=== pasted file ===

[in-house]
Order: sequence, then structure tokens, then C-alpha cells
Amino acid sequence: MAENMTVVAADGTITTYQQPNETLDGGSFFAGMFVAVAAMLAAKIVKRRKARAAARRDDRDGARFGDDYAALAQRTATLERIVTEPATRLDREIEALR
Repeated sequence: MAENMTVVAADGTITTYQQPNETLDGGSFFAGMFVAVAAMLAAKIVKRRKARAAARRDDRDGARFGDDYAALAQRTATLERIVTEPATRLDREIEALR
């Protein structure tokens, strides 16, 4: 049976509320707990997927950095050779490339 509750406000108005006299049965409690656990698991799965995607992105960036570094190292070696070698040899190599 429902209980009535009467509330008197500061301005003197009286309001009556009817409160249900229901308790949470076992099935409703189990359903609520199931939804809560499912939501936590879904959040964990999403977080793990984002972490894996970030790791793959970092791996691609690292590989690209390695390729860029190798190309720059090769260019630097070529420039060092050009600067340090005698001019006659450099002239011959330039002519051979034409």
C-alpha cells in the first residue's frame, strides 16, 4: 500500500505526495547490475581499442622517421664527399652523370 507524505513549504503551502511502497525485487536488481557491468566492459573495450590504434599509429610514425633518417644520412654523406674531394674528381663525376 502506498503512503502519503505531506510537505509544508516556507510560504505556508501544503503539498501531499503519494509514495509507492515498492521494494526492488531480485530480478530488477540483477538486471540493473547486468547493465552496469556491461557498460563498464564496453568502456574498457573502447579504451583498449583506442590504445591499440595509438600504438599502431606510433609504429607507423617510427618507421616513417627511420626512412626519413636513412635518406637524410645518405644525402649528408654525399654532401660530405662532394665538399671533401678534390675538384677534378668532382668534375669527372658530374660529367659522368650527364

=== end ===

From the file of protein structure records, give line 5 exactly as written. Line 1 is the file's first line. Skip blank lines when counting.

């Protein structure tokens, strides 16, 4: 049976509320707990997927950095050779490339 509750406000108005006299049965409690656990698991799965995607992105960036570094190292070696070698040899190599 429902209980009535009467509330008197500061301005003197009286309001009556009817409160249900229901308790949470076992099935409703189990359903609520199931939804809560499912939501936590879904959040964990999403977080793990984002972490894996970030790791793959970092791996691609690292590989690209390695390729860029190798190309720059090769260019630097070529420039060092050009600067340090005698001019006659450099002239011959330039002519051979034409």